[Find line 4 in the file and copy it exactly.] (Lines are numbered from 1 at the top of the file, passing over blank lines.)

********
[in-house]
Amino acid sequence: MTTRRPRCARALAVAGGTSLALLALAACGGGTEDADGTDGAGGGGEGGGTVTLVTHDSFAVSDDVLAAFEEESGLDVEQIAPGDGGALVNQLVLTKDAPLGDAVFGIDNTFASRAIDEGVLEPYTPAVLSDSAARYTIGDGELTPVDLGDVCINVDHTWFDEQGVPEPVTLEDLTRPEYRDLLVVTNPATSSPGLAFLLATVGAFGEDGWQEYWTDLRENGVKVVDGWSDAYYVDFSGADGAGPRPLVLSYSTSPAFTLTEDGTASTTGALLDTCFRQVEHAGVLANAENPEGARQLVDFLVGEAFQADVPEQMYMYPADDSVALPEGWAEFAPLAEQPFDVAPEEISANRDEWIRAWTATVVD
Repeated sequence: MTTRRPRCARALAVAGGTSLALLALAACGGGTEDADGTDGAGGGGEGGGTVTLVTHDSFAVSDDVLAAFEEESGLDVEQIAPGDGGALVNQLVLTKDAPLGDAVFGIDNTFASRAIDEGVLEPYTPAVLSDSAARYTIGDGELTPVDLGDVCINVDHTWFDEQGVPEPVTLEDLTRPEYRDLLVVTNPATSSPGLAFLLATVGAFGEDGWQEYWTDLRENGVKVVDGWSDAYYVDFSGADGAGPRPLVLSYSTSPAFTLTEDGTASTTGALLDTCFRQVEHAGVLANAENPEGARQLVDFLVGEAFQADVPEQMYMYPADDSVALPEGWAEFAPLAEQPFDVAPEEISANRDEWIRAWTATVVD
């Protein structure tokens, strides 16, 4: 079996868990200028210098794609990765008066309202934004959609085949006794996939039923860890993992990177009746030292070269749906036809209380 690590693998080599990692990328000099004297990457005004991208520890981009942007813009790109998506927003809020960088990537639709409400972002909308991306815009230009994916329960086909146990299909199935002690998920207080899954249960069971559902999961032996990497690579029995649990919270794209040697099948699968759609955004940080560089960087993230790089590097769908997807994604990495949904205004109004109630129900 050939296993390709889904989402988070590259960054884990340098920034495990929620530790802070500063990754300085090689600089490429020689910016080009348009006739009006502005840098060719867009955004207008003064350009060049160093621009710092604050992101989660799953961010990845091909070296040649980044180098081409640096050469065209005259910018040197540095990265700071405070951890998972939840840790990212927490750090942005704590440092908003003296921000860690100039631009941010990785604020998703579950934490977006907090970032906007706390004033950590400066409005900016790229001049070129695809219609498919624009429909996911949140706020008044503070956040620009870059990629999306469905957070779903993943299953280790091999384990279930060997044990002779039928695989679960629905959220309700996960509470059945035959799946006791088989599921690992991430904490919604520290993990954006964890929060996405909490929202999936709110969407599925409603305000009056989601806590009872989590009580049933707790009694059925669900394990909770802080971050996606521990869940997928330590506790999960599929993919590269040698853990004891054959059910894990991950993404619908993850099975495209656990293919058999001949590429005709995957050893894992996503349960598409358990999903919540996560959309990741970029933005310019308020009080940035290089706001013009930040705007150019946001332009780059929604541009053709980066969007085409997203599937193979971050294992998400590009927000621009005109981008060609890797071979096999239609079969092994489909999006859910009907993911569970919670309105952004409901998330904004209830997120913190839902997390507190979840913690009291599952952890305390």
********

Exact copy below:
């Protein structure tokens, strides 16, 4: 079996868990200028210098794609990765008066309202934004959609085949006794996939039923860890993992990177009746030292070269749906036809209380 690590693998080599990692990328000099004297990457005004991208520890981009942007813009790109998506927003809020960088990537639709409400972002909308991306815009230009994916329960086909146990299909199935002690998920207080899954249960069971559902999961032996990497690579029995649990919270794209040697099948699968759609955004940080560089960087993230790089590097769908997807994604990495949904205004109004109630129900 050939296993390709889904989402988070590259960054884990340098920034495990929620530790802070500063990754300085090689600089490429020689910016080009348009006739009006502005840098060719867009955004207008003064350009060049160093621009710092604050992101989660799953961010990845091909070296040649980044180098081409640096050469065209005259910018040197540095990265700071405070951890998972939840840790990212927490750090942005704590440092908003003296921000860690100039631009941010990785604020998703579950934490977006907090970032906007706390004033950590400066409005900016790229001049070129695809219609498919624009429909996911949140706020008044503070956040620009870059990629999306469905957070779903993943299953280790091999384990279930060997044990002779039928695989679960629905959220309700996960509470059945035959799946006791088989599921690992991430904490919604520290993990954006964890929060996405909490929202999936709110969407599925409603305000009056989601806590009872989590009580049933707790009694059925669900394990909770802080971050996606521990869940997928330590506790999960599929993919590269040698853990004891054959059910894990991950993404619908993850099975495209656990293919058999001949590429005709995957050893894992996503349960598409358990999903919540996560959309990741970029933005310019308020009080940035290089706001013009930040705007150019946001332009780059929604541009053709980066969007085409997203599937193979971050294992998400590009927000621009005109981008060609890797071979096999239609079969092994489909999006859910009907993911569970919670309105952004409901998330904004209830997120913190839902997390507190979840913690009291599952952890305390």